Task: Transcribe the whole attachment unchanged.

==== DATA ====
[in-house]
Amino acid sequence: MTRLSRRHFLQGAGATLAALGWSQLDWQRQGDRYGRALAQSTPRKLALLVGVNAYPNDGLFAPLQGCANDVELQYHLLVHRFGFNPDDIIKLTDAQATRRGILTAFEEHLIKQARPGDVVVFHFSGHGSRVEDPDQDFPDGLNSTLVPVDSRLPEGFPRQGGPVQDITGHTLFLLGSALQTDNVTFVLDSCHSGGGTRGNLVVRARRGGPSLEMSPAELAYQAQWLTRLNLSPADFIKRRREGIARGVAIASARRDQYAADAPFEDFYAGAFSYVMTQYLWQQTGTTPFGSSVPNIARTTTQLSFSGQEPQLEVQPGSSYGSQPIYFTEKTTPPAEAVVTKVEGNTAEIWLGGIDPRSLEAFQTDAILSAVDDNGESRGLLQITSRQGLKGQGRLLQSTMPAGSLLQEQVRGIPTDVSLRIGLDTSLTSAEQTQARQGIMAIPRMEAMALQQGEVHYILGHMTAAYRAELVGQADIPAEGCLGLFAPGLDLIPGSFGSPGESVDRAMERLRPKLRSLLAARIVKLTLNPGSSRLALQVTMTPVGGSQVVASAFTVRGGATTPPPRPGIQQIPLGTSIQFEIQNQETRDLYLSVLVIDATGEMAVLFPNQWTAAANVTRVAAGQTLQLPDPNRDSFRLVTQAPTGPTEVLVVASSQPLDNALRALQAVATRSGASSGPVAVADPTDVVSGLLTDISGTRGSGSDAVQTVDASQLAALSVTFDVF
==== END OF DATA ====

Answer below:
[in-house]
Amino acid sequence: MTRLSRRHFLQGAGATLAALGWSQLDWQRQGDRYGRALAQSTPRKLALLVGVNAYPNDGLFAPLQGCANDVELQYHLLVHRFGFNPDDIIKLTDAQATRRGILTAFEEHLIKQARPGDVVVFHFSGHGSRVEDPDQDFPDGLNSTLVPVDSRLPEGFPRQGGPVQDITGHTLFLLGSALQTDNVTFVLDSCHSGGGTRGNLVVRARRGGPSLEMSPAELAYQAQWLTRLNLSPADFIKRRREGIARGVAIASARRDQYAADAPFEDFYAGAFSYVMTQYLWQQTGTTPFGSSVPNIARTTTQLSFSGQEPQLEVQPGSSYGSQPIYFTEKTTPPAEAVVTKVEGNTAEIWLGGIDPRSLEAFQTDAILSAVDDNGESRGLLQITSRQGLKGQGRLLQSTMPAGSLLQEQVRGIPTDVSLRIGLDTSLTSAEQTQARQGIMAIPRMEAMALQQGEVHYILGHMTAAYRAELVGQADIPAEGCLGLFAPGLDLIPGSFGSPGESVDRAMERLRPKLRSLLAARIVKLTLNPGSSRLALQVTMTPVGGSQVVASAFTVRGGATTPPPRPGIQQIPLGTSIQFEIQNQETRDLYLSVLVIDATGEMAVLFPNQWTAAANVTRVAAGQTLQLPDPNRDSFRLVTQAPTGPTEVLVVASSQPLDNALRALQAVATRSGASSGPVAVADPTDVVSGLLTDISGTRGSGSDAVQTVDASQLAALSVTFDVF